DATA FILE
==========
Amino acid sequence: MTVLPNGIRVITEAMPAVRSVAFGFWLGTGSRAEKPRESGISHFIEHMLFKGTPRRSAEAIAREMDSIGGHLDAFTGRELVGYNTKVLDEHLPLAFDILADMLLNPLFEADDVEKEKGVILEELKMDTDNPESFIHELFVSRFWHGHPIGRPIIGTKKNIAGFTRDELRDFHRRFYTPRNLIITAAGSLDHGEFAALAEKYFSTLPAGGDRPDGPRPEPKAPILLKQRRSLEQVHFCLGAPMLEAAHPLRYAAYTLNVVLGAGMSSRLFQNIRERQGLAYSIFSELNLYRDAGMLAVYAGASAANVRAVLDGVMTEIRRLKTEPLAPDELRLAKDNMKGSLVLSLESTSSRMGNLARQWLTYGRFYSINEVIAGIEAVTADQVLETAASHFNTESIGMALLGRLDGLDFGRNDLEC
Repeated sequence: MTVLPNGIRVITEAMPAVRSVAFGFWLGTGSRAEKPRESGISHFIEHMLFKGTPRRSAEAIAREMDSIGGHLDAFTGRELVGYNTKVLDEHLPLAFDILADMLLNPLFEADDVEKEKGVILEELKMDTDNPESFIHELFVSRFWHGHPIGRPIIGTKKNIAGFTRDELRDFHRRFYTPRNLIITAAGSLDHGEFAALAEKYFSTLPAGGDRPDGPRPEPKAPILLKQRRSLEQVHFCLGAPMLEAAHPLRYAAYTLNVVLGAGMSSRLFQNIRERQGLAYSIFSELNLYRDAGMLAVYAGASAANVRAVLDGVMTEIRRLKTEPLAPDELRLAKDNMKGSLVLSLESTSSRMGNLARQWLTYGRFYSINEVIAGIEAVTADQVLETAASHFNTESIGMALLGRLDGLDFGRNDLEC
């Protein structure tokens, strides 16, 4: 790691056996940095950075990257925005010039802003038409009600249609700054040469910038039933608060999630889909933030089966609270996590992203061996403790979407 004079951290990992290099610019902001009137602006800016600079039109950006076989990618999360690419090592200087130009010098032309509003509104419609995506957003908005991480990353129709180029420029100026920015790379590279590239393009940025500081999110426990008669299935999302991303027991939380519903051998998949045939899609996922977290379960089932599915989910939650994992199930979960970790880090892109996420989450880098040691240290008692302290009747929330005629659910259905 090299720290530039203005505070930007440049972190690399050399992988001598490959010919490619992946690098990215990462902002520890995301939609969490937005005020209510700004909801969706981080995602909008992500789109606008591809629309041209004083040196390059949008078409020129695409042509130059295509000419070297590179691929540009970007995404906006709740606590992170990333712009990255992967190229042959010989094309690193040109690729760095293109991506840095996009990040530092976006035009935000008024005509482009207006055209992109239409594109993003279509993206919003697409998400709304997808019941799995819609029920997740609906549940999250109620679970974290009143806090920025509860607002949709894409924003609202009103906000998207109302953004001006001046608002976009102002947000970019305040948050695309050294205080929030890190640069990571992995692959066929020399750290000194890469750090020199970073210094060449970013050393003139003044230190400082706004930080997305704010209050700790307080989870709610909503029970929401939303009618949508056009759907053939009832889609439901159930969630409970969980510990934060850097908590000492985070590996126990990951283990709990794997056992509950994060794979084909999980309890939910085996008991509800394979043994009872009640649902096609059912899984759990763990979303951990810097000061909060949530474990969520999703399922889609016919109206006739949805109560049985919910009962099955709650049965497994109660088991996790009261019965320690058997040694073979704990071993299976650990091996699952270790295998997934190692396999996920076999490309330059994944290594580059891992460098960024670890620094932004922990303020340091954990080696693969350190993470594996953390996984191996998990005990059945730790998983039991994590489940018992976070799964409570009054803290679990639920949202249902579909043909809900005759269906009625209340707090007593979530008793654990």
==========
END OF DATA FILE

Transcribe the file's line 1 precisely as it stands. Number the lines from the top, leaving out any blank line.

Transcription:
Amino acid sequence: MTVLPNGIRVITEAMPAVRSVAFGFWLGTGSRAEKPRESGISHFIEHMLFKGTPRRSAEAIAREMDSIGGHLDAFTGRELVGYNTKVLDEHLPLAFDILADMLLNPLFEADDVEKEKGVILEELKMDTDNPESFIHELFVSRFWHGHPIGRPIIGTKKNIAGFTRDELRDFHRRFYTPRNLIITAAGSLDHGEFAALAEKYFSTLPAGGDRPDGPRPEPKAPILLKQRRSLEQVHFCLGAPMLEAAHPLRYAAYTLNVVLGAGMSSRLFQNIRERQGLAYSIFSELNLYRDAGMLAVYAGASAANVRAVLDGVMTEIRRLKTEPLAPDELRLAKDNMKGSLVLSLESTSSRMGNLARQWLTYGRFYSINEVIAGIEAVTADQVLETAASHFNTESIGMALLGRLDGLDFGRNDLEC